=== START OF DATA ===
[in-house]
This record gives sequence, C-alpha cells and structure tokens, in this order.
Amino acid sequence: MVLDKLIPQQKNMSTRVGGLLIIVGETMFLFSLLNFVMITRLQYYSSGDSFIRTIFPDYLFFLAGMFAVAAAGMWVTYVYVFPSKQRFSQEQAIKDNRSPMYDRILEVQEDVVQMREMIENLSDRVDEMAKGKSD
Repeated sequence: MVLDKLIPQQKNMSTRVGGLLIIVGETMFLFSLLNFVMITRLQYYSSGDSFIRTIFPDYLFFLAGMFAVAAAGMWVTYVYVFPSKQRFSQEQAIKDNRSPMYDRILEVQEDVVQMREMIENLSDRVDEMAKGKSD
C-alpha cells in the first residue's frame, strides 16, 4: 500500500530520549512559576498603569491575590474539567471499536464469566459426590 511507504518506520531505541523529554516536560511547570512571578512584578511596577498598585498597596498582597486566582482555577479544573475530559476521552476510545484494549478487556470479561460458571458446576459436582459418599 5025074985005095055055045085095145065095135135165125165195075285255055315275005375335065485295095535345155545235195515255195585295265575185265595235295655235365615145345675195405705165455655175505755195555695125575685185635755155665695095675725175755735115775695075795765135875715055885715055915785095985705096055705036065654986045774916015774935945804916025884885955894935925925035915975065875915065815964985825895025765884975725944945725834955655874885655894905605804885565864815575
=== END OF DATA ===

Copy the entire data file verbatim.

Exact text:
[in-house]
This record gives sequence, C-alpha cells and structure tokens, in this order.
Amino acid sequence: MVLDKLIPQQKNMSTRVGGLLIIVGETMFLFSLLNFVMITRLQYYSSGDSFIRTIFPDYLFFLAGMFAVAAAGMWVTYVYVFPSKQRFSQEQAIKDNRSPMYDRILEVQEDVVQMREMIENLSDRVDEMAKGKSD
Repeated sequence: MVLDKLIPQQKNMSTRVGGLLIIVGETMFLFSLLNFVMITRLQYYSSGDSFIRTIFPDYLFFLAGMFAVAAAGMWVTYVYVFPSKQRFSQEQAIKDNRSPMYDRILEVQEDVVQMREMIENLSDRVDEMAKGKSD
C-alpha cells in the first residue's frame, strides 16, 4: 500500500530520549512559576498603569491575590474539567471499536464469566459426590 511507504518506520531505541523529554516536560511547570512571578512584578511596577498598585498597596498582597486566582482555577479544573475530559476521552476510545484494549478487556470479561460458571458446576459436582459418599 5025074985005095055055045085095145065095135135165125165195075285255055315275005375335065485295095535345155545235195515255195585295265575185265595235295655235365615145345675195405705165455655175505755195555695125575685185635755155665695095675725175755735115775695075795765135875715055885715055915785095985705096055705036065654986045774916015774935945804916025884885955894935925925035915975065875915065815964985825895025765884975725944945725834955655874885655894905605804885565864815575